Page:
The electronic logging device (ELD) mandate takes effect on December 18, 2017.
In a recent survey, 60 percent of fleets running between one and 100 trucks indicated they have not yet put electronic logs in their trucks. Virtually every truck driver will need to start using an ELD on that date, with the following exceptions:
- Drivers of vehicles with engines manufactured before model year 2000;
- Drivers who conduct Driveaway-towaway operations where the truck being driven is the product being delivered;
- Short haul drivers using the logbook timecard exception (100 air miles for CDL drivers or 150 air miles for non-CDL drivers); or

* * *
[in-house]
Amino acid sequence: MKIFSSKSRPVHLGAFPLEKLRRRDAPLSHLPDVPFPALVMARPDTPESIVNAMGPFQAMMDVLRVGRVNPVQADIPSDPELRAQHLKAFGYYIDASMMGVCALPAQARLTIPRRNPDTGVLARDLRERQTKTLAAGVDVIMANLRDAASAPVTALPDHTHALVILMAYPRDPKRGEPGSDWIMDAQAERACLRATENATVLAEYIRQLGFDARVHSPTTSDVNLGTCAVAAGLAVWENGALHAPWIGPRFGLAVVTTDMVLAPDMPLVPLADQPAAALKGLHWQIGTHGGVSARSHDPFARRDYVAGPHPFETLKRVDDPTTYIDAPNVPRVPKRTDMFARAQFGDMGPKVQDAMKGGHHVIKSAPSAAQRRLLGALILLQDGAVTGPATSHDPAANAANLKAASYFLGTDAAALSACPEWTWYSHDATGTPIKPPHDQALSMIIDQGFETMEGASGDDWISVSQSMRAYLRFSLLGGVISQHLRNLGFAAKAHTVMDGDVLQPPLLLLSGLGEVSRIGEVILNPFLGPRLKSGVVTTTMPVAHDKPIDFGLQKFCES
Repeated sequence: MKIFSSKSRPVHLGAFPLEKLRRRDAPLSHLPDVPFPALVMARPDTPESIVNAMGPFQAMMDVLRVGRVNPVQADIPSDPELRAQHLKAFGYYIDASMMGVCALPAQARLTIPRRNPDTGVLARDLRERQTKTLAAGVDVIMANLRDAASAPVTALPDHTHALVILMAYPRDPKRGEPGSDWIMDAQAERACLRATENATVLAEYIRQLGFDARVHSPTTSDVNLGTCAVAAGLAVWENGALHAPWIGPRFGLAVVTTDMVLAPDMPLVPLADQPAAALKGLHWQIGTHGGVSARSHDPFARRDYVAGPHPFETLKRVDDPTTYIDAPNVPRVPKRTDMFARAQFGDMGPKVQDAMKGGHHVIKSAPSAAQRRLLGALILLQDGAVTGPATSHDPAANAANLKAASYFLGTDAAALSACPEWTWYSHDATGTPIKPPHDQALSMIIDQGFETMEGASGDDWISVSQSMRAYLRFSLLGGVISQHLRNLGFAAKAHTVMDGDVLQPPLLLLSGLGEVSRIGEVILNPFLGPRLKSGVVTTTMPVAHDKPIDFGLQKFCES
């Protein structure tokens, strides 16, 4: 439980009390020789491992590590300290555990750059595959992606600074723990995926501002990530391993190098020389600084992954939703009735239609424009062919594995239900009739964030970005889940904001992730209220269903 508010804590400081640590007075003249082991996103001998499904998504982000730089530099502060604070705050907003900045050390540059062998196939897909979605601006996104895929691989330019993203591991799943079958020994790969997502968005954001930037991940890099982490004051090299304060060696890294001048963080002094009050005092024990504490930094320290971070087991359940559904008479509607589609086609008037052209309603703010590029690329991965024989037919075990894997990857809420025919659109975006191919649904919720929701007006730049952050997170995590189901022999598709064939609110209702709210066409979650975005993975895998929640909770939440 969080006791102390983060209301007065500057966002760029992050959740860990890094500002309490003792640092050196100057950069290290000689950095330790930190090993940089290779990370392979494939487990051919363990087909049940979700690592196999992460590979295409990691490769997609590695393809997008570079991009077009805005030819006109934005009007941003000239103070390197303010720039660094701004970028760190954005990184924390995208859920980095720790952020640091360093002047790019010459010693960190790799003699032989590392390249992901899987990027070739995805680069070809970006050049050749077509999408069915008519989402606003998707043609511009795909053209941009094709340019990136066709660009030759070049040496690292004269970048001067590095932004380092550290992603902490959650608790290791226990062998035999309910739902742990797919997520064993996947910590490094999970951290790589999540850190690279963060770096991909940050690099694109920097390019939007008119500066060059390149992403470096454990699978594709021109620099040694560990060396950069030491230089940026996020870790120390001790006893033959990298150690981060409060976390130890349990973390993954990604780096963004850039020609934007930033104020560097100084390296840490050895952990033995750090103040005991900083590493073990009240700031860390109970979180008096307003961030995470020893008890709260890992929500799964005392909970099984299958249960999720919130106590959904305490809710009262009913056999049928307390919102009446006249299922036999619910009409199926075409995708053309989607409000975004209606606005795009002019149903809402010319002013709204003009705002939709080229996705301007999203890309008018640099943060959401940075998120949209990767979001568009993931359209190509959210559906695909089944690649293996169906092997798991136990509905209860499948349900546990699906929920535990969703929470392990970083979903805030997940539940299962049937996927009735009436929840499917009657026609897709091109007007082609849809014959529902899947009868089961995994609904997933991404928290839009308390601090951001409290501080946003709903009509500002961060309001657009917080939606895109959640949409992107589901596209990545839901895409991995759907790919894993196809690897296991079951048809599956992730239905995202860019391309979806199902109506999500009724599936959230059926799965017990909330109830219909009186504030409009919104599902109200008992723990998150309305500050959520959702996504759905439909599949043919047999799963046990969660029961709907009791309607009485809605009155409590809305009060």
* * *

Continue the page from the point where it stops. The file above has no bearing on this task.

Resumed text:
- Drivers of trucks rented for eight days or less.
ISRI has received frequent questions about the 100-air mile exception for CDL drivers who do not have to use a log book. A one page summary of the exception has been developed to help. To ease the transition to ELD’s, FMCSA’s partners at the Commercial Motor Vehicle Safety Alliance recently announced a delay in placing NON-ELD compliant vehicles out-of-service until April 1, 2018, which will allow time for carriers and law enforcement to adjust to the new technology. In addition, FMCSA is announcing that violations cited during the time period of December 18, 2017 through April 1, 2018 will not count against the carrier’s Safety Measurement System Scores, for more details review the FMCSA statement.
If you have any questions, contact ISRI’s Transportation Safety Director, Commodor Hall.